East Asian Perspective in Transmedia Storytelling | Yōkai Monsters at Large: Mizuki Shigeru’s Manga, Transmedia Practices, and (Lack of) Cultural Politics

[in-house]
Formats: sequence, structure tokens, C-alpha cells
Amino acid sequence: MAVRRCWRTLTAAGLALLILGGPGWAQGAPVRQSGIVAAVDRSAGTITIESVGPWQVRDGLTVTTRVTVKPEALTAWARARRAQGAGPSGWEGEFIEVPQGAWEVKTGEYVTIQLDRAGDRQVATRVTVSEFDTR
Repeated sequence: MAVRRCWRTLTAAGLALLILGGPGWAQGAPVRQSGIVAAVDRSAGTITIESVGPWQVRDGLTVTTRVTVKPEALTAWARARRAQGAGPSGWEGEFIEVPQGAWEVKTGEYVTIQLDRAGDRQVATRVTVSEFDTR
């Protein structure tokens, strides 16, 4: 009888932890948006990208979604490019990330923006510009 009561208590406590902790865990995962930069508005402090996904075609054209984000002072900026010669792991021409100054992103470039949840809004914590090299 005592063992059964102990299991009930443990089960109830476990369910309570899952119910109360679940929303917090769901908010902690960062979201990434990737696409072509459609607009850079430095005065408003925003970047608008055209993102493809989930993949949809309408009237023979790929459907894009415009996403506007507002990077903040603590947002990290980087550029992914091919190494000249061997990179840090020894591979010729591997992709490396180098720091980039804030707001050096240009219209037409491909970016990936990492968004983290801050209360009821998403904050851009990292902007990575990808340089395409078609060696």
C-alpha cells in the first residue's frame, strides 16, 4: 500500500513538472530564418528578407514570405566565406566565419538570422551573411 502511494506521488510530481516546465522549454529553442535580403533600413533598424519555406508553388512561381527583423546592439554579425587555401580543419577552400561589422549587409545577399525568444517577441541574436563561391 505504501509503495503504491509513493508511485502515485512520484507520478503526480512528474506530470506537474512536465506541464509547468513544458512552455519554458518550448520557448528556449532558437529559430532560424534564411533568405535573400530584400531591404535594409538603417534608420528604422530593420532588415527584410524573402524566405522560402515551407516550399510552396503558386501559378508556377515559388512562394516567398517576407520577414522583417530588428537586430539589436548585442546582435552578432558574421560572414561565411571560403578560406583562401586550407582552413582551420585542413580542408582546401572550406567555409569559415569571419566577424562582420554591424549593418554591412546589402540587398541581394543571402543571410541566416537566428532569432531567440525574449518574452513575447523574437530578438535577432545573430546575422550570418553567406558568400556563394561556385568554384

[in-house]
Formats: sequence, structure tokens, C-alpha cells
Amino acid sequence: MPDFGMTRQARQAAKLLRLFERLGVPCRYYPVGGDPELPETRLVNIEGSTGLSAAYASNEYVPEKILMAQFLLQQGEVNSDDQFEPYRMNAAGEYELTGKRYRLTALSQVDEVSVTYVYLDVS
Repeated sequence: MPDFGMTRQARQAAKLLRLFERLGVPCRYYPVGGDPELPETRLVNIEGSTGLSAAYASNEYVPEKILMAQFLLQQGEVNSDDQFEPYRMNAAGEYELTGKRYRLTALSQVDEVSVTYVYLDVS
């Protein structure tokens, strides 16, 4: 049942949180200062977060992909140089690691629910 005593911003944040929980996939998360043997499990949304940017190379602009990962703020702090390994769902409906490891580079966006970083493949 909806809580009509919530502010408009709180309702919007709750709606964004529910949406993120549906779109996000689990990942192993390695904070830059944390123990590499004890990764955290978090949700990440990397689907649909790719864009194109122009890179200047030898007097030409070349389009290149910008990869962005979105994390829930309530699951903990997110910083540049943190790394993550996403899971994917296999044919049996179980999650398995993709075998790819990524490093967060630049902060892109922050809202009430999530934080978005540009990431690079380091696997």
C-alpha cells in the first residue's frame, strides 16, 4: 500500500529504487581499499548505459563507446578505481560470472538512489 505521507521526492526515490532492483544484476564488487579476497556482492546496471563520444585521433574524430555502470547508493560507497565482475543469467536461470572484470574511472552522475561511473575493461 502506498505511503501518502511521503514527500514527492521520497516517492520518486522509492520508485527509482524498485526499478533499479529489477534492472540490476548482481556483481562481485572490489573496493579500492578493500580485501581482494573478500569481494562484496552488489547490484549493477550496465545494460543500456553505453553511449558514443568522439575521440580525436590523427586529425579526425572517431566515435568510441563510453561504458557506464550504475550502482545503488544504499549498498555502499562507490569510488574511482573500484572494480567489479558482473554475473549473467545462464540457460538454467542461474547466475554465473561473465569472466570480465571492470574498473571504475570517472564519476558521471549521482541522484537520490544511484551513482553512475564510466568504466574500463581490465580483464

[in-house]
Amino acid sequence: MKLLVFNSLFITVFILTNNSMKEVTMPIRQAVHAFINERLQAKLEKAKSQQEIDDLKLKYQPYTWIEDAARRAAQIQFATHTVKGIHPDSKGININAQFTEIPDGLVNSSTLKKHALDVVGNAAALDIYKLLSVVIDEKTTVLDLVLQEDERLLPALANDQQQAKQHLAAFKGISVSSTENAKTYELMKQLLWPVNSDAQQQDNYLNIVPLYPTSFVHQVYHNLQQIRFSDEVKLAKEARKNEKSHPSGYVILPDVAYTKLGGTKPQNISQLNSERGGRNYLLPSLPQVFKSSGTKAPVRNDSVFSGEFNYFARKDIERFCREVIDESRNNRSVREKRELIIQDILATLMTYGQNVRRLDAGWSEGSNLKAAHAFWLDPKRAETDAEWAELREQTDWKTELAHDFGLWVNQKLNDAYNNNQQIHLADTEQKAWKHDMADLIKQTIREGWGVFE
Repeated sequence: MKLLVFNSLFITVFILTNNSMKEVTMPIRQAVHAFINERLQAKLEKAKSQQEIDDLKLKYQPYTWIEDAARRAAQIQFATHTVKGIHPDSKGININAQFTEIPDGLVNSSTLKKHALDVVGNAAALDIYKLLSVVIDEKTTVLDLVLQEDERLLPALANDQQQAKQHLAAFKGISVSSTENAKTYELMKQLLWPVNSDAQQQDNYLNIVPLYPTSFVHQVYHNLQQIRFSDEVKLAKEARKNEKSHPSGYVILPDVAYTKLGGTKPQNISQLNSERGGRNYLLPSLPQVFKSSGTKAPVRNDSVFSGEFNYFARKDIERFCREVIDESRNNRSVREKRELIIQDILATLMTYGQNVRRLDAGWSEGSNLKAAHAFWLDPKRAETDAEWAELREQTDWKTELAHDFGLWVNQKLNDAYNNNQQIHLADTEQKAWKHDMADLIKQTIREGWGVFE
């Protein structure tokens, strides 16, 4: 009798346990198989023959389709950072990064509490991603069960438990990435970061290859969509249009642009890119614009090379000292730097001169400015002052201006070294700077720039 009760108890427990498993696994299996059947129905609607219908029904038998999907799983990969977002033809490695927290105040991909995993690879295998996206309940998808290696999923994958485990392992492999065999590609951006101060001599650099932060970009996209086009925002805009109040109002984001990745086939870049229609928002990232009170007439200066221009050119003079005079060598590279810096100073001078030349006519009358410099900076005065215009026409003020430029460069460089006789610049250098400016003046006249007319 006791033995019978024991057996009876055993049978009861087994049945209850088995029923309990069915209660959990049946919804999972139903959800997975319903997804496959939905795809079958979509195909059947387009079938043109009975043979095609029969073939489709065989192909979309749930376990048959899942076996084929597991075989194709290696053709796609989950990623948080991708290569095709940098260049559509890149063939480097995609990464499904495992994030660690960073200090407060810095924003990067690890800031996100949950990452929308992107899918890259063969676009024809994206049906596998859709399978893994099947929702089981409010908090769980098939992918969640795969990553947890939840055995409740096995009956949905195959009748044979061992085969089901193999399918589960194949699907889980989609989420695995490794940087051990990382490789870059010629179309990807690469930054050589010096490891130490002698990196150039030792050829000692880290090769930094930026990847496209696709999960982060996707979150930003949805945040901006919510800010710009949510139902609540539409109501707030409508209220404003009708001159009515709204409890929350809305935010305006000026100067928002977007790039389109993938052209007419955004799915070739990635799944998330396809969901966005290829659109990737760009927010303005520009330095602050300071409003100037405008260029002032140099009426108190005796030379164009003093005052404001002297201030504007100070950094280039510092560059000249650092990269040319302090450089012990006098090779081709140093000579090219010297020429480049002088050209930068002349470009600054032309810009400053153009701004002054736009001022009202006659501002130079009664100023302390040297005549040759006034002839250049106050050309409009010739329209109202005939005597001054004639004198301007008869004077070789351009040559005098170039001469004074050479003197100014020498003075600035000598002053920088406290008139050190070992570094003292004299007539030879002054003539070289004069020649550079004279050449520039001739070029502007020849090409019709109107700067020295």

This study engages in a discussion of yōkai (preternatural monsters in Japanese folklore) characters in Mizuki Shigeru’s manga and their transmedia expansion not as an expression of Japanese cultural tradition, but as an outcome of transmedia adaptation practices (known as “media mix” in Japan) in the modern period by creators, media companies, and other social agents. This study argues that recent Japanese transmedia practices are principally propelled by the specific style of character drawing found in the manga medium and the character-centric multimedia production scheme, which makes manga(-originated) characters—including yōkai characters—versatile for moving across different media platforms. Although transmedia practices can enhance the potential for producing synergies among previously discrete cultural industries and media companies to attain more profits, such a close relationship undermines the autonomy of each media industry, company, and other actors, which can attenuate social critique or cultural politics previously exercised through storytelling in manga, including Mizuki’s yōkai works. By analyzing the transmedia practices that have used Mizuki’s yōkai manga as “original” sources, this article addresses what has been gained and lost when yōkai are migrated into different media platforms.